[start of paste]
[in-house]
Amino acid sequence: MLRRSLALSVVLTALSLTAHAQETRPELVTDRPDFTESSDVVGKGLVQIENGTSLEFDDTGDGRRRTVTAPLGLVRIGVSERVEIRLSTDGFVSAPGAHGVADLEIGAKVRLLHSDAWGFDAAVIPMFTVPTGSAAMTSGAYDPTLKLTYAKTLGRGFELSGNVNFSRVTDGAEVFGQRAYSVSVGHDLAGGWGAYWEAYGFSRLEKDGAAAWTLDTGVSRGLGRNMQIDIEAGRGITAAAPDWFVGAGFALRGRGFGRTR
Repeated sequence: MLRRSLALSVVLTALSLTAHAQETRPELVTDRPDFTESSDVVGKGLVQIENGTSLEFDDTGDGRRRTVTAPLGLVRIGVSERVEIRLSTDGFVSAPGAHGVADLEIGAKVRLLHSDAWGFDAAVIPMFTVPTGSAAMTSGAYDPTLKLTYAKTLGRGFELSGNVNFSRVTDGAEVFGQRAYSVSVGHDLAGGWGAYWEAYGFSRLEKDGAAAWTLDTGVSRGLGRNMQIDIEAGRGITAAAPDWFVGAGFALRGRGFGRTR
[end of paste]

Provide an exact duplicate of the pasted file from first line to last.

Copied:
[in-house]
Amino acid sequence: MLRRSLALSVVLTALSLTAHAQETRPELVTDRPDFTESSDVVGKGLVQIENGTSLEFDDTGDGRRRTVTAPLGLVRIGVSERVEIRLSTDGFVSAPGAHGVADLEIGAKVRLLHSDAWGFDAAVIPMFTVPTGSAAMTSGAYDPTLKLTYAKTLGRGFELSGNVNFSRVTDGAEVFGQRAYSVSVGHDLAGGWGAYWEAYGFSRLEKDGAAAWTLDTGVSRGLGRNMQIDIEAGRGITAAAPDWFVGAGFALRGRGFGRTR
Repeated sequence: MLRRSLALSVVLTALSLTAHAQETRPELVTDRPDFTESSDVVGKGLVQIENGTSLEFDDTGDGRRRTVTAPLGLVRIGVSERVEIRLSTDGFVSAPGAHGVADLEIGAKVRLLHSDAWGFDAAVIPMFTVPTGSAAMTSGAYDPTLKLTYAKTLGRGFELSGNVNFSRVTDGAEVFGQRAYSVSVGHDLAGGWGAYWEAYGFSRLEKDGAAAWTLDTGVSRGLGRNMQIDIEAGRGITAAAPDWFVGAGFALRGRGFGRTR